On November 20, 2017, Intel published INTEL-SA-00086, a security advisory detailing local and remote exploits in the Intel Management Engine.
The Intel Management Engine (ME) has three vulnerable modules in this advisory:
- The Active Management (AMT) module
- The Trusted Execution Engine (TXE) module
- The Server Platform Services (SPS) module
The only module of the three that can be exploited remotely is the AMT module.
Interestingly, this same module was the subject of a May 1, 2017 advisory for INTEL-SA-00075 as well.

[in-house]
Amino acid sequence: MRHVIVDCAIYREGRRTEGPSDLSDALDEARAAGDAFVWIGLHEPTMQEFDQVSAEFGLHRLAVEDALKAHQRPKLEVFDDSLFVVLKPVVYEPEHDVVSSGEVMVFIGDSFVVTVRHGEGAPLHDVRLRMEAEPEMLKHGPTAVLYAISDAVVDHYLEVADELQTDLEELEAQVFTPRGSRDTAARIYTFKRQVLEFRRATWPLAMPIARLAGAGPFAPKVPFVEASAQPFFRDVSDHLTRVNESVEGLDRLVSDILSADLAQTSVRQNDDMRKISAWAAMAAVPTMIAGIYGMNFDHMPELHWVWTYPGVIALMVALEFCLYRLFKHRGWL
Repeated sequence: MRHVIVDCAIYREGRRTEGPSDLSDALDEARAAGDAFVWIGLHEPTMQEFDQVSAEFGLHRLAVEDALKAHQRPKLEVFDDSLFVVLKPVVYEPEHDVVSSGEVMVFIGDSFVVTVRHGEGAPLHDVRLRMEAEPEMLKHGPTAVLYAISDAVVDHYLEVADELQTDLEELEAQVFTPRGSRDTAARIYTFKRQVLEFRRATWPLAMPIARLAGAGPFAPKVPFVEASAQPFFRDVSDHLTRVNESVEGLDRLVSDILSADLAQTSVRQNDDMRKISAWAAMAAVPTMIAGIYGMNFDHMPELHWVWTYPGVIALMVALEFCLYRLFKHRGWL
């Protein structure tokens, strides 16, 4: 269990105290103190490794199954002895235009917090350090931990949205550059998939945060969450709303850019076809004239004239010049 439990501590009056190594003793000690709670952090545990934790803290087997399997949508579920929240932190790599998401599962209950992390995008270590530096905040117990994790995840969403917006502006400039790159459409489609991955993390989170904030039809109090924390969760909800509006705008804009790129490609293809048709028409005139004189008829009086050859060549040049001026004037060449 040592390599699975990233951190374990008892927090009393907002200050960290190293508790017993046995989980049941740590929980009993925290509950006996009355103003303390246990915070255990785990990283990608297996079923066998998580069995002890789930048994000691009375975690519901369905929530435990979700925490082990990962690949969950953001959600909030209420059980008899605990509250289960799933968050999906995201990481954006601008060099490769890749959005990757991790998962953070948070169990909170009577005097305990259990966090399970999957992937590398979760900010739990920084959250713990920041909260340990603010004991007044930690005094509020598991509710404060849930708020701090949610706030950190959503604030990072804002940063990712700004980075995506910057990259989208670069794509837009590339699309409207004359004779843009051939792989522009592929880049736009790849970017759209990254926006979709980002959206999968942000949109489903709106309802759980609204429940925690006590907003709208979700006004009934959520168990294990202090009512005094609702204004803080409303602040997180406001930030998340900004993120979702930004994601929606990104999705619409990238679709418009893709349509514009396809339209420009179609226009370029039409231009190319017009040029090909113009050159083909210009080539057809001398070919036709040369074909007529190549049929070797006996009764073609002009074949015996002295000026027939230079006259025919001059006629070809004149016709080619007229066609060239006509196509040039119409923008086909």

In order for AMT to be exploited, the module must be enabled and provisioned. AMT is enabled by default in chips that contain it, but it is not automatically provisioned (unless done by an OEM, so don’t assume you’re safe).
Quick Detection and Mitigation
To detect any vulnerable systems, you can use the Python scanner script provided by Cerberus Security for the May vulnerability, as it’ll alert you to any accessible AMT modules.
To quickly mitigate the issue until you can patch, block the following ports on the perimeter, borders, and endpoints:
16992/TCP 16993/TCP 16994/TCP 16995/TCP 623/TCP 624/TCP
When you’re ready to patch, Intel has provided [a detection and mitigation tool for the May vulnerability](https://d wnloadcenter.intel.com/download/26755/INTEL-SA-00075-Detection-and-Mitigation-Tool), as well as one for the current vulnerability.